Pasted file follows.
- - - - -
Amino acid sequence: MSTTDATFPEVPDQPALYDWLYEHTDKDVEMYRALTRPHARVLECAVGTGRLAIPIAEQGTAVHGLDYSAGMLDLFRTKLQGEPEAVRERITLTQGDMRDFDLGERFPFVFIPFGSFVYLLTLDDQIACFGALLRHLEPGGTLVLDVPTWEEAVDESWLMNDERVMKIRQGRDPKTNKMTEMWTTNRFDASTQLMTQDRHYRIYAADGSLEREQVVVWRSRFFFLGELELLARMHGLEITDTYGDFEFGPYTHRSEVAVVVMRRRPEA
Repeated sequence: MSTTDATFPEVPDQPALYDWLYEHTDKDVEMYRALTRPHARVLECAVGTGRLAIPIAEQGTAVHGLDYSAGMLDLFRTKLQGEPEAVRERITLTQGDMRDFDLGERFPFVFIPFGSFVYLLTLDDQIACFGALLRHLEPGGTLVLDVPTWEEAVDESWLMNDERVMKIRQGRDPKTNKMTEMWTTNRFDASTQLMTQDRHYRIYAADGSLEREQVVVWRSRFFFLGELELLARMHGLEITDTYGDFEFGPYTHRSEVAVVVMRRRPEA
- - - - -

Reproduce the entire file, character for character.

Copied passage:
Amino acid sequence: MSTTDATFPEVPDQPALYDWLYEHTDKDVEMYRALTRPHARVLECAVGTGRLAIPIAEQGTAVHGLDYSAGMLDLFRTKLQGEPEAVRERITLTQGDMRDFDLGERFPFVFIPFGSFVYLLTLDDQIACFGALLRHLEPGGTLVLDVPTWEEAVDESWLMNDERVMKIRQGRDPKTNKMTEMWTTNRFDASTQLMTQDRHYRIYAADGSLEREQVVVWRSRFFFLGELELLARMHGLEITDTYGDFEFGPYTHRSEVAVVVMRRRPEA
Repeated sequence: MSTTDATFPEVPDQPALYDWLYEHTDKDVEMYRALTRPHARVLECAVGTGRLAIPIAEQGTAVHGLDYSAGMLDLFRTKLQGEPEAVRERITLTQGDMRDFDLGERFPFVFIPFGSFVYLLTLDDQIACFGALLRHLEPGGTLVLDVPTWEEAVDESWLMNDERVMKIRQGRDPKTNKMTEMWTTNRFDASTQLMTQDRHYRIYAADGSLEREQVVVWRSRFFFLGELELLARMHGLEITDTYGDFEFGPYTHRSEVAVVVMRRRPEA